Today is the day! We are very proud to launch the beta release of GameGrade3D. As mentioned earlier, this is a gamer driven database of video games, and their stereoscopic 3D compatibility with multiple 3D solutions on the market. Profiled options include DDD, iZ3D, Nvidia GeForce 3D Vision, and native 3D (e.g. AMD HD3D) solutions.
While the concept and database are sourced from a prototype called MTBS’ 3D Game Analyzer, GameGrade3D has several new features and a new algorithm for rating games in stereoscopic 3D.
New features include:
- When selecting anomalies, gamers can attach screenshots and share comments to help illustrate the problem.
- Each submission can have a driver profile attached. While this is most applicable for DDD TriDef Ignition profiles, gamers can upload .TXT files for Nvidia and iZ3D equivalents where applicable.
- The certification mechanism has been revamped to increase fairness and accuracy for all applicable 3D solutions.
- Submissions can include a subjective score in addition to the measured approach.
- Gamers can edit their submissions. It is no longer necessary to start from scratch every time a new anomaly is discovered or a correction needs to be made. This functionality is nearly finished, and will be available within the next few days. In the meantime, you can overwrite an earlier submission by filling in the same game name and specs (you can only overwrite your own work!).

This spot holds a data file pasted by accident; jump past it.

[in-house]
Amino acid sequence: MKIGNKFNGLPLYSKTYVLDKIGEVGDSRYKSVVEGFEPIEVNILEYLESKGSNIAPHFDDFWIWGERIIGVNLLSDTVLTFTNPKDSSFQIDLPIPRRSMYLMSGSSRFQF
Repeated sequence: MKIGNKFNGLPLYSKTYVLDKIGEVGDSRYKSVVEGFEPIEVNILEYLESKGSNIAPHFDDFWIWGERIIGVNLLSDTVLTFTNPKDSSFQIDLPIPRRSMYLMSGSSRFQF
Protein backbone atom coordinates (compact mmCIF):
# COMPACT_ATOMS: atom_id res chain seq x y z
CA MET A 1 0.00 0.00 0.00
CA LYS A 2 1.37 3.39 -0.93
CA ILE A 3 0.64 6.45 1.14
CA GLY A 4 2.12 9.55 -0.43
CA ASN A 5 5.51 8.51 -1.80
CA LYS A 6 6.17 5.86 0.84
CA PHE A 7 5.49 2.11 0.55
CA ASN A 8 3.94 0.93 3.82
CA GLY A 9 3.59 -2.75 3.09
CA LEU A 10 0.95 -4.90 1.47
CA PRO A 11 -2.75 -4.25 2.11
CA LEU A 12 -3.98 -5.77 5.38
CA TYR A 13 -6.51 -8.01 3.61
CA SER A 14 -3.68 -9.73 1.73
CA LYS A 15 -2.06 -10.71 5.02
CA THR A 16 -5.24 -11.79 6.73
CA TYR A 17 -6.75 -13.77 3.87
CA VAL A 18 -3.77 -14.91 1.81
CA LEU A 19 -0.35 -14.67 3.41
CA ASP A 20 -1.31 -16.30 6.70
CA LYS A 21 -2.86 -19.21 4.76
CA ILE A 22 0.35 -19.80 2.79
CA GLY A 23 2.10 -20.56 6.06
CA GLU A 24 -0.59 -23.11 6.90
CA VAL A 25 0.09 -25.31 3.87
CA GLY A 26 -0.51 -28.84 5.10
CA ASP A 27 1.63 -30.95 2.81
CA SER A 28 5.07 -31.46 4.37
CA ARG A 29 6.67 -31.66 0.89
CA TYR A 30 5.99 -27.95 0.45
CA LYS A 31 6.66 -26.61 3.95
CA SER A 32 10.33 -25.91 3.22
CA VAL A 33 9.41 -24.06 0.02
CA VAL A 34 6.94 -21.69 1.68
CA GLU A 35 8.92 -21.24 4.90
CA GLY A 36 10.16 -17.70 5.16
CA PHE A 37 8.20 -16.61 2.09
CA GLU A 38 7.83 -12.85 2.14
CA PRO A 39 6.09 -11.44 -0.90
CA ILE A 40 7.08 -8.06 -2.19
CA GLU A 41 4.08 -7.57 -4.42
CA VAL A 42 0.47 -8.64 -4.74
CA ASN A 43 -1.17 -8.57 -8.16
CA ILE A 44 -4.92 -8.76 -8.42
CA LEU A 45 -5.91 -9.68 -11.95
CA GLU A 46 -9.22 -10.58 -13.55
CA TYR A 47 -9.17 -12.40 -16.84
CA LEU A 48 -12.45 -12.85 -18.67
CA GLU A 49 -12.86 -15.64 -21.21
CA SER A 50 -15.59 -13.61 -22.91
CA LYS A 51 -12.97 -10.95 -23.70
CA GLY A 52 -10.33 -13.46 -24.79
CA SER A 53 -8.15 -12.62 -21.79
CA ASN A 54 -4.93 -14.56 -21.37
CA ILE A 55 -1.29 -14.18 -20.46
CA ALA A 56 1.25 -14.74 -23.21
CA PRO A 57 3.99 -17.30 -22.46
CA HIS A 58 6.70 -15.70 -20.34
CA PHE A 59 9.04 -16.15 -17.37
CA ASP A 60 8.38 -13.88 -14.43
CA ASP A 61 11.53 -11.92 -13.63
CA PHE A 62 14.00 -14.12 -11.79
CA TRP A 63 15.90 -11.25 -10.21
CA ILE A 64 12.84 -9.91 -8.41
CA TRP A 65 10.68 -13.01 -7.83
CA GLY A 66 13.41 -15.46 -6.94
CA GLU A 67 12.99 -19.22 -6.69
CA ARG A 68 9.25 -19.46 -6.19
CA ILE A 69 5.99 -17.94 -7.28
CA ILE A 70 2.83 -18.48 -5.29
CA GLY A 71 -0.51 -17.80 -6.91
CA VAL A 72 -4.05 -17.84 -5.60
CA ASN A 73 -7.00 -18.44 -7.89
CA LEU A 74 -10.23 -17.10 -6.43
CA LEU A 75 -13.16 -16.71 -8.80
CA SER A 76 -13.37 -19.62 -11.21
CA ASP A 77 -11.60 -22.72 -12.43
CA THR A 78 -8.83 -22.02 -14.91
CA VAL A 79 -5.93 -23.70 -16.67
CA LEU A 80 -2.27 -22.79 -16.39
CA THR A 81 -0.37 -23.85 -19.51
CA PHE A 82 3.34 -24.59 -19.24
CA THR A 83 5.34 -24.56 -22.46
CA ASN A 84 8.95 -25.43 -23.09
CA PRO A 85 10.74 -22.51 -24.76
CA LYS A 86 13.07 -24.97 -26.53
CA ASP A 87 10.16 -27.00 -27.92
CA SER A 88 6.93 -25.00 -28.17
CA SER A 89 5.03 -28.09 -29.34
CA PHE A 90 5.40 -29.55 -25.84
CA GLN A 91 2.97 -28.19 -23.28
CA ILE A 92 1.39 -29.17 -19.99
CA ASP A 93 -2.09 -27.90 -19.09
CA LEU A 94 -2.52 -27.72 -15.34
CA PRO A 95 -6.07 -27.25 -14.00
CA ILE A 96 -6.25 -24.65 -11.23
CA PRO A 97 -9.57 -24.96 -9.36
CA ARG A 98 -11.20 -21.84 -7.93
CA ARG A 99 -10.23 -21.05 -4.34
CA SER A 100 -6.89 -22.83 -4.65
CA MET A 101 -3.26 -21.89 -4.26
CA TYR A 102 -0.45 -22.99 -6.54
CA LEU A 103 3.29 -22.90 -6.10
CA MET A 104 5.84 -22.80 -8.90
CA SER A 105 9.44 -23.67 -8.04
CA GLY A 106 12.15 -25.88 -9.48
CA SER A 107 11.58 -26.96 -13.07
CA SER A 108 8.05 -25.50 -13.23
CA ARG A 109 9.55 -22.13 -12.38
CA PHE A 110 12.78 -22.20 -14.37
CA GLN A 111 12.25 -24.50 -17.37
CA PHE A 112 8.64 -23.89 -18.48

- A “Native 3D” classification has been created to acknowledge titles based on AMD’s HD3D implementation, as well as titles that have additional 3D options built in without the need for a special 3D driver.
The previous version of this software called “MTBS’ 3D Game Analyzer” was often criticized as being too hard on games that had their convergence locked or didn’t offer out of screen effects – especially because these titles could still deliver positive 3D experiences. We also recognized that out of screen effects are very important to a lot of gamers, and had to acknowledge this factor.
The solution was to only score games according to their quality assurance – the ability to maintain most if not all the eye candy settings in 3D, and to have the fewest remaining anomalies possible. Once we have this information, the certification award is tagged with the visual flexibility that the game offers in 3D and under what circumstances. In other words, gamers will know which 3D options they have available to them, but flexibility or lack thereof won’t be treated as a quality assurance penalty. This also gets around the problem of game developers making artistic choices which wouldn’t have matched up with the older QA score.
If you like GameGrade3D (and we hope you do), please reach out to your favorite industry players and encourage them to help fund this effort. There is a lot more we would like to add to the service and this website to help drive the success of stereoscopic 3D gaming.
Finally, this is a public beta, and some features are still getting completed. Please share your remarks and bug reports in the GameGrade3D discussion forum. Thanks for your continued support!